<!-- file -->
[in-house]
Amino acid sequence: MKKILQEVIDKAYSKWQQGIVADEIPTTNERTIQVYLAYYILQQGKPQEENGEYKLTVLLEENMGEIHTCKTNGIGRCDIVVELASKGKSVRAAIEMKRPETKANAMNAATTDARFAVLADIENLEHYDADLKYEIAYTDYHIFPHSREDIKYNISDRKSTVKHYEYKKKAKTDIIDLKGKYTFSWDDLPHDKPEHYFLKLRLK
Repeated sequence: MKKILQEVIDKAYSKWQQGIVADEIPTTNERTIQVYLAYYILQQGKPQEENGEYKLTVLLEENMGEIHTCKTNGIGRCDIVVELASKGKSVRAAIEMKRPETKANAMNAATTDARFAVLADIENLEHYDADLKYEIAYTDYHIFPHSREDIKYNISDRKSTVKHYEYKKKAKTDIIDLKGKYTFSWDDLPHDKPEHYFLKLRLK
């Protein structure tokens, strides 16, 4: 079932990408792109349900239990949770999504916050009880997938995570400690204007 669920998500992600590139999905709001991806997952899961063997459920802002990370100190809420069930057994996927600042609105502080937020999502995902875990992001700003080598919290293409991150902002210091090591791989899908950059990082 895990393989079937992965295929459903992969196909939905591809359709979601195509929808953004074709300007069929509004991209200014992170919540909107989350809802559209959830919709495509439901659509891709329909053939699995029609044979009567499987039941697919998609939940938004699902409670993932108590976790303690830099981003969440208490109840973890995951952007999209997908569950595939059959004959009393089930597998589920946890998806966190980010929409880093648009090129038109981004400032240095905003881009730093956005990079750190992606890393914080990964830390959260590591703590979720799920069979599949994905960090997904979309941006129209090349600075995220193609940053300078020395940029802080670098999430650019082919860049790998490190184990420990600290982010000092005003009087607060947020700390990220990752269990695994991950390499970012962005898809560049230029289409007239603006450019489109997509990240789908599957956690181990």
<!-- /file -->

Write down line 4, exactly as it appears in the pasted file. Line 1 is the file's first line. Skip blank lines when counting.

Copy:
């Protein structure tokens, strides 16, 4: 079932990408792109349900239990949770999504916050009880997938995570400690204007 669920998500992600590139999905709001991806997952899961063997459920802002990370100190809420069930057994996927600042609105502080937020999502995902875990992001700003080598919290293409991150902002210091090591791989899908950059990082 895990393989079937992965295929459903992969196909939905591809359709979601195509929808953004074709300007069929509004991209200014992170919540909107989350809802559209959830919709495509439901659509891709329909053939699995029609044979009567499987039941697919998609939940938004699902409670993932108590976790303690830099981003969440208490109840973890995951952007999209997908569950595939059959004959009393089930597998589920946890998806966190980010929409880093648009090129038109981004400032240095905003881009730093956005990079750190992606890393914080990964830390959260590591703590979720799920069979599949994905960090997904979309941006129209090349600075995220193609940053300078020395940029802080670098999430650019082919860049790998490190184990420990600290982010000092005003009087607060947020700390990220990752269990695994991950390499970012962005898809560049230029289409007239603006450019489109997509990240789908599957956690181990």